Dr Mohammad Manzoor Alam
Section 20 of the Prevention of Communal and Targeted Violence Bill sets the rules to set up and constitute a National Authority for Communal Harmony, Justice and Reparation so as to exercise the powers and perform the functions assigned to it under the Act. Sub-section (3) of Section 20 specifies:
20(3): “The National Authority shall consist of a Chairperson, a Vice Chairman and five other members.
Provided that, at all times, not less than four members, including the Chairperson and Vice Chairperson, shall belong to a group as defined under this Act.
Provided further that, at all times, there shall be:
1. One member belonging to Scheduled caste/Scheduled tribes;
2. Four women, whether Chairperson, Vice Chairperson or member;
Provided further that, at all times, one woman, whether Chairperson, Vice Chairperson or member, shall belong to a religious or linguistic minority.
Provided further that, all times, not more than two members, including the Chairperson and Vice Chairperson, shall be retired public servants.”
From the above provisions, it is clear that out of seven members; only one member shall belong to the religious or linguistic minority. Thus, the very constitution of the National Authority is lopsided and imbalanced. Past experiences show that religious minorities like Muslims, Christians and Sikhs have been the victims of the communal and targeted violence. Linguistic minorities have hardly faced communal and targeted violence excepting a few incidences in the southern parts of India. Moreover, linguistic minorities have been identified on the basis of their distinct language and on regional basis.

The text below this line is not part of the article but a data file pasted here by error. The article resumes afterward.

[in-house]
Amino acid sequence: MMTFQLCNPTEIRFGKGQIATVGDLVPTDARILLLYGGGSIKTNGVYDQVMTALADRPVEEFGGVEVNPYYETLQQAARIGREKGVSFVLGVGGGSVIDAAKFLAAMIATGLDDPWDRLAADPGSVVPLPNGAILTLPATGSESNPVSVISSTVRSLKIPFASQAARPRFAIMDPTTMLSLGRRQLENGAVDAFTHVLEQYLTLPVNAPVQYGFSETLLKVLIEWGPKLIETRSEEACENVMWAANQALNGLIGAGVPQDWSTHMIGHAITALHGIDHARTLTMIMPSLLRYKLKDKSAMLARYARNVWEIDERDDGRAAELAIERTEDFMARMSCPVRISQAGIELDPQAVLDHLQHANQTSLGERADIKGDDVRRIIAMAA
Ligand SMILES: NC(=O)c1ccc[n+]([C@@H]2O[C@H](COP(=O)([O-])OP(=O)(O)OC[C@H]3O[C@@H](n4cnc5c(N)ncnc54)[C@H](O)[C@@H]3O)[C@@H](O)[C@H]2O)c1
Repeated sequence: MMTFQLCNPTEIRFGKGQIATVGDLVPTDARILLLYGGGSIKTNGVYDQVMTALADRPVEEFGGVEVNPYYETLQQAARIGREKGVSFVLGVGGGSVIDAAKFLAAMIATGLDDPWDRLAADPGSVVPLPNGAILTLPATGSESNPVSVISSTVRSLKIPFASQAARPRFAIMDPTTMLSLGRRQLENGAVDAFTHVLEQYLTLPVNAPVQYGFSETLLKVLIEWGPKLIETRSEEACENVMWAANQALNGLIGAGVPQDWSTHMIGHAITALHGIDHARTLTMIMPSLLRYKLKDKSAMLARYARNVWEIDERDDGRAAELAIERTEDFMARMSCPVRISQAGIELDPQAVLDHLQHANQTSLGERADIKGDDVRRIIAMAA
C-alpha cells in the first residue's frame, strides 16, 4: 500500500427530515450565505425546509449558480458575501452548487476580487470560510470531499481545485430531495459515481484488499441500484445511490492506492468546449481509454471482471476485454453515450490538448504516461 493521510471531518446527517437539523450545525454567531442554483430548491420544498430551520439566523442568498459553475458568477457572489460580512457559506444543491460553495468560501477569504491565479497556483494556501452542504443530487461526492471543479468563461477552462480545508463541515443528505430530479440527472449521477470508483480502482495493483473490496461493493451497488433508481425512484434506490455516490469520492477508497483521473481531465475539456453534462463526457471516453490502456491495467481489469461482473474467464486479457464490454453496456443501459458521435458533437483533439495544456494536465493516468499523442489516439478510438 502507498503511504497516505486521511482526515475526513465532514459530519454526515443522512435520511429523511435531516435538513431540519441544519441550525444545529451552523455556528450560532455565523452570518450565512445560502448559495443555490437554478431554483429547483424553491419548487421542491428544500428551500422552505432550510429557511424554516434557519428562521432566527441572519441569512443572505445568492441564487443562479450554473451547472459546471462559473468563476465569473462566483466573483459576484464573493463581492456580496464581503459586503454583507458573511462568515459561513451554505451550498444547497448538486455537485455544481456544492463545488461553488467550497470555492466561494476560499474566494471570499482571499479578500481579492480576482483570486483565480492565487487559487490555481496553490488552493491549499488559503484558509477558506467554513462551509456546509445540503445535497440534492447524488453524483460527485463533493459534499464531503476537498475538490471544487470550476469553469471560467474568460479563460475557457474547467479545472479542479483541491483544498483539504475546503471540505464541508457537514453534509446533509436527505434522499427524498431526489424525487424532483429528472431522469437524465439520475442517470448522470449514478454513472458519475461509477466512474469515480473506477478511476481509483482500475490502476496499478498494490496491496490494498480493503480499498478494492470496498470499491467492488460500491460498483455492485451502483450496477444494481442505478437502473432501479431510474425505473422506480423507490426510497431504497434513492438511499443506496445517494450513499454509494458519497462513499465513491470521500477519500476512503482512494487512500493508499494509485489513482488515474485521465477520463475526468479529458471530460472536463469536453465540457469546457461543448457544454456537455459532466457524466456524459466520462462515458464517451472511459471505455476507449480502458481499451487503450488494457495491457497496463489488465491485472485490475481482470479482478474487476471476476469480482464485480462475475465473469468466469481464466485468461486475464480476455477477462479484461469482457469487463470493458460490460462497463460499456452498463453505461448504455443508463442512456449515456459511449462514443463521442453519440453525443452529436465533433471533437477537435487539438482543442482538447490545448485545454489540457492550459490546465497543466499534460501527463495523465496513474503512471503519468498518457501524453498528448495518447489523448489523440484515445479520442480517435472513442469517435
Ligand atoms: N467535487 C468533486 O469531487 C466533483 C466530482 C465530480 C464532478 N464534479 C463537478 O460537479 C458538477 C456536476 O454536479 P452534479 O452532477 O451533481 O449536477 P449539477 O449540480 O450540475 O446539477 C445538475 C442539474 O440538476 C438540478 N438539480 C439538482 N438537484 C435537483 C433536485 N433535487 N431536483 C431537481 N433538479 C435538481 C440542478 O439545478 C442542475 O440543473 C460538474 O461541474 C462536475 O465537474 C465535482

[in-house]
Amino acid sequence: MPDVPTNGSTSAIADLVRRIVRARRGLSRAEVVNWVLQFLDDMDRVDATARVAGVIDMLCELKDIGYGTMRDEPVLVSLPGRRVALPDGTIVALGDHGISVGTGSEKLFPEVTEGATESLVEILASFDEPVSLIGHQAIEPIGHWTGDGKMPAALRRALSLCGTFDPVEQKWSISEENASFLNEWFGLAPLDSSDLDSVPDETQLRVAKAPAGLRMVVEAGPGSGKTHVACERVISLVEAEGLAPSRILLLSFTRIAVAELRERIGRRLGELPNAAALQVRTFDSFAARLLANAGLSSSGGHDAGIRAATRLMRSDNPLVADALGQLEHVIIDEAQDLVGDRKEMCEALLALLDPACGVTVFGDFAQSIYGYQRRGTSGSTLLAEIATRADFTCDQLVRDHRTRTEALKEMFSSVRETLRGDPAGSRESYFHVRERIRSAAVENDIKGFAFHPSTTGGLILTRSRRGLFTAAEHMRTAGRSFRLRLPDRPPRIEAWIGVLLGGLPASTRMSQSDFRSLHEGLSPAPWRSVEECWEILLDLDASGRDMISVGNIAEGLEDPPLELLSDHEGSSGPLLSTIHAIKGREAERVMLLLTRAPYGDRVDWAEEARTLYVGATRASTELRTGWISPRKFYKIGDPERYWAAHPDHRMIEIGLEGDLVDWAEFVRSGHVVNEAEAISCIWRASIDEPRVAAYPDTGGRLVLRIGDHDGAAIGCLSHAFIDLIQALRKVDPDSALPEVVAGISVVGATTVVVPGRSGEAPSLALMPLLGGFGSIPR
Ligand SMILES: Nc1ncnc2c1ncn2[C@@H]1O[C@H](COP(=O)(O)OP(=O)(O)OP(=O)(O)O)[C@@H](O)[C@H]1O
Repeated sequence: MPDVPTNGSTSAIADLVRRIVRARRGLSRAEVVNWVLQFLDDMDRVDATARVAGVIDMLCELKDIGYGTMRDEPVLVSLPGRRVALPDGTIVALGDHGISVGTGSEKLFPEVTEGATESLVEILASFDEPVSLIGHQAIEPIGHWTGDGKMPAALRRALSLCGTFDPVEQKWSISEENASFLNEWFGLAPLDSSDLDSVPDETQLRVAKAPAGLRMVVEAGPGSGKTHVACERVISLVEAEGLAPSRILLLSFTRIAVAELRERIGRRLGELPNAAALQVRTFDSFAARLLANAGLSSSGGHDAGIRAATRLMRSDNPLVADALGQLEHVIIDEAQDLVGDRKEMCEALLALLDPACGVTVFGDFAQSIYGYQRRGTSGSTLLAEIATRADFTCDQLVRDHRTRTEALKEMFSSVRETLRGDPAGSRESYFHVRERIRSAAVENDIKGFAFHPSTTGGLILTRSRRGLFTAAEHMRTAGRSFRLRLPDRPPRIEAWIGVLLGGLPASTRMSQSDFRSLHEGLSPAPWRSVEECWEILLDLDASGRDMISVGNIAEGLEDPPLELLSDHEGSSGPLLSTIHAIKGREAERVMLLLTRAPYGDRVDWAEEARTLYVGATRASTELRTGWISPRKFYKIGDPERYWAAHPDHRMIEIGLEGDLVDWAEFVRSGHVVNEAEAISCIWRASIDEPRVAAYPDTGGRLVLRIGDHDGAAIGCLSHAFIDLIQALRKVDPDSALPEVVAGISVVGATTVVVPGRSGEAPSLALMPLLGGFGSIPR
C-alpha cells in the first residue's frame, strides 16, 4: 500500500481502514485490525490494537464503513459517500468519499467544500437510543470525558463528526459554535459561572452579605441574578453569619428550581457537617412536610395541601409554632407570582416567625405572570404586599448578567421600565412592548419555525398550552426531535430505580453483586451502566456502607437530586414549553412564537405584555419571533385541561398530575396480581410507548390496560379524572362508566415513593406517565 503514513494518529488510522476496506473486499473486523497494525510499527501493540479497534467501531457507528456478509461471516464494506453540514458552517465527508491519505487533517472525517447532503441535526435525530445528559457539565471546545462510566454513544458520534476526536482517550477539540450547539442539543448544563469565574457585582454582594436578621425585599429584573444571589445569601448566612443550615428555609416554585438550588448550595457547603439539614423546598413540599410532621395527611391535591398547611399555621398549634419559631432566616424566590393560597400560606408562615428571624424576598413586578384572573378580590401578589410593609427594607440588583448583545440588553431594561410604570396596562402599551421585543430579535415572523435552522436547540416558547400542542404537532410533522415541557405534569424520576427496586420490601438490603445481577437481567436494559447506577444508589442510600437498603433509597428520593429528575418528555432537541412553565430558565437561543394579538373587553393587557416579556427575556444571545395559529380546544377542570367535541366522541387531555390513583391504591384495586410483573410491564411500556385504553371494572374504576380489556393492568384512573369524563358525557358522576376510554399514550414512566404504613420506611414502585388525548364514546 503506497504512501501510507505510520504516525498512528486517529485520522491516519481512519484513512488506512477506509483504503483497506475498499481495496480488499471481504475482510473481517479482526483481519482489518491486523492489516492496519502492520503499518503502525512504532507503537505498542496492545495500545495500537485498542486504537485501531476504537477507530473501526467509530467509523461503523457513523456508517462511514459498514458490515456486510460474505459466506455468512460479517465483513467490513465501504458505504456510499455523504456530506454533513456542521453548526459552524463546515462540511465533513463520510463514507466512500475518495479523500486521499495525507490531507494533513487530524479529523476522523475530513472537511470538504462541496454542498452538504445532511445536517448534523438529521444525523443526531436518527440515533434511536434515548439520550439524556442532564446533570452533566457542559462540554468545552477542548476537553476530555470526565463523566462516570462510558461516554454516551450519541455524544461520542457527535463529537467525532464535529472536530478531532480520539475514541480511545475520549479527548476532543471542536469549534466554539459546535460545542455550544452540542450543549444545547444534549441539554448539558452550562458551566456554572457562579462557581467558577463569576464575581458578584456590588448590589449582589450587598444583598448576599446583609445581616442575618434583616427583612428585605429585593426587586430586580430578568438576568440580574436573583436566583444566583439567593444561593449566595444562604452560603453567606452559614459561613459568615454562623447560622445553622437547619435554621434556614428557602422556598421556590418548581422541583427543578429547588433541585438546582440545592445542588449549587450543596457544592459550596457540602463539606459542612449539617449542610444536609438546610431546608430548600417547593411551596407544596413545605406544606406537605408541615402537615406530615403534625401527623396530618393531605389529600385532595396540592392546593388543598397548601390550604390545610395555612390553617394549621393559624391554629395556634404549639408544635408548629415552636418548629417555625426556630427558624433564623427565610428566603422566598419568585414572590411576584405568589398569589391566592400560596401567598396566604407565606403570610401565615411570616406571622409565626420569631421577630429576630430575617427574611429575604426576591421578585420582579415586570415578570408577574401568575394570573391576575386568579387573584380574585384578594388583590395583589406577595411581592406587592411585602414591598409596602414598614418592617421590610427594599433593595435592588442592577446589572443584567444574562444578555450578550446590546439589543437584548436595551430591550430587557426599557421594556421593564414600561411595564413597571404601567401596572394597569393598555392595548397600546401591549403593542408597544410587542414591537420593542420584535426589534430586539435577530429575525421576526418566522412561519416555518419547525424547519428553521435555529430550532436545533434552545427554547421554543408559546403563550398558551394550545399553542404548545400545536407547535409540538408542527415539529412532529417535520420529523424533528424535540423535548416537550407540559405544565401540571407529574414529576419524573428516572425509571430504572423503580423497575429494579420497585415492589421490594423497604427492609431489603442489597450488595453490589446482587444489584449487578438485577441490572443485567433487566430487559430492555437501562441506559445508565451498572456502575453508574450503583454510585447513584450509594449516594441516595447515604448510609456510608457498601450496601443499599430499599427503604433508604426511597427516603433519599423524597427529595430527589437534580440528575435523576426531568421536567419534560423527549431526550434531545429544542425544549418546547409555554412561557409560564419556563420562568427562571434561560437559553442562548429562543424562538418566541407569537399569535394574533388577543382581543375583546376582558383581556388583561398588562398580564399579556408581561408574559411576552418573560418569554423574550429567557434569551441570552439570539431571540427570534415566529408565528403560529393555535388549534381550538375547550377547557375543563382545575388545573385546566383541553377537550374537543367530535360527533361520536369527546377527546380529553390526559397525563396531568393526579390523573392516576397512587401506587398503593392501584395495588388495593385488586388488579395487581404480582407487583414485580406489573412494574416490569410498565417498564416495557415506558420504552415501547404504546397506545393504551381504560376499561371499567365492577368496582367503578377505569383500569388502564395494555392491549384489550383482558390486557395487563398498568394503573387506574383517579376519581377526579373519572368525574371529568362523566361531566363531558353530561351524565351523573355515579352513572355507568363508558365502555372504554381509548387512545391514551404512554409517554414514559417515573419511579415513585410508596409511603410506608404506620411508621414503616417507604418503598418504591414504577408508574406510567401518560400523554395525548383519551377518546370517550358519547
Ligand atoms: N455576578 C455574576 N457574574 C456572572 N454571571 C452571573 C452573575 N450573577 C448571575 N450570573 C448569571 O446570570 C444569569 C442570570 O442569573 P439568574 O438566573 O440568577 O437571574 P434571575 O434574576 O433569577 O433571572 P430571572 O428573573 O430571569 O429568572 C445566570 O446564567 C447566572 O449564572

Though not mentioned, but this ACT is being enacted to protect religious minorities especially the three named above from the wrath of communal violence; but it is surprising that their representation in the National Authority has not been assured. In effect there can be a situation under the current provisions, that none of the seven members belong to any of the major religious minorities such as the Muslims, the Christians and the Sikhs.
It is appropriate to mention that while this law should primarily be meant for the protection of religious minorities, yet there is merit in having representatives from the SCs/STs communities.
However, to remove the anomaly currently inherent in Section 20 of the draft ACT the following suggestion must be incorporated:
Suggestion: In order to make the National Authority a representative and effective body, it is necessary to give due representation to main religious minorities, viz, the Muslims, the Christians and the Sikhs. Section 20 (3) may therefore be amended accordingly to the effect the Muslim, the Christian and the Sikh community is represented with at least one member each on the National Authority. Any of such members can also hold the position as chairperson and as vice chairperson. Such representatives from the minority religious groups must be a woman at least during the alternate functional period of the National Authority
(Dr Mohammad Manzoor Alam is the Chairman Institute of Objective Studies, New Delhi.)